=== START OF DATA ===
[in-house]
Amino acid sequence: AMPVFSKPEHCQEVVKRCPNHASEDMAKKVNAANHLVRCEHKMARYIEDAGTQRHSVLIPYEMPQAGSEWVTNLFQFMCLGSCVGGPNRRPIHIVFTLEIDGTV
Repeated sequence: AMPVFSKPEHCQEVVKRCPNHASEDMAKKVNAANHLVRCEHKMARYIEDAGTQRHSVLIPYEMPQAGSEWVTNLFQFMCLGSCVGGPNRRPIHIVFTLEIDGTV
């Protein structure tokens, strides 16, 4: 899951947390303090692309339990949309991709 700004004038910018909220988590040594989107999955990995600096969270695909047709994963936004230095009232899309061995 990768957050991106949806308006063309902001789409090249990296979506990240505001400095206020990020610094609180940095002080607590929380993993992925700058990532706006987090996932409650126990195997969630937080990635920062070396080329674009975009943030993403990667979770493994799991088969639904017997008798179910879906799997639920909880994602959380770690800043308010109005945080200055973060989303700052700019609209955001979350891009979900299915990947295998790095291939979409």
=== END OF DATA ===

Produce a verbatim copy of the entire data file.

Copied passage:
[in-house]
Amino acid sequence: AMPVFSKPEHCQEVVKRCPNHASEDMAKKVNAANHLVRCEHKMARYIEDAGTQRHSVLIPYEMPQAGSEWVTNLFQFMCLGSCVGGPNRRPIHIVFTLEIDGTV
Repeated sequence: AMPVFSKPEHCQEVVKRCPNHASEDMAKKVNAANHLVRCEHKMARYIEDAGTQRHSVLIPYEMPQAGSEWVTNLFQFMCLGSCVGGPNRRPIHIVFTLEIDGTV
């Protein structure tokens, strides 16, 4: 899951947390303090692309339990949309991709 700004004038910018909220988590040594989107999955990995600096969270695909047709994963936004230095009232899309061995 990768957050991106949806308006063309902001789409090249990296979506990240505001400095206020990020610094609180940095002080607590929380993993992925700058990532706006987090996932409650126990195997969630937080990635920062070396080329674009975009943030993403990667979770493994799991088969639904017997008798179910879906799997639920909880994602959380770690800043308010109005945080200055973060989303700052700019609209955001979350891009979900299915990947295998790095291939979409």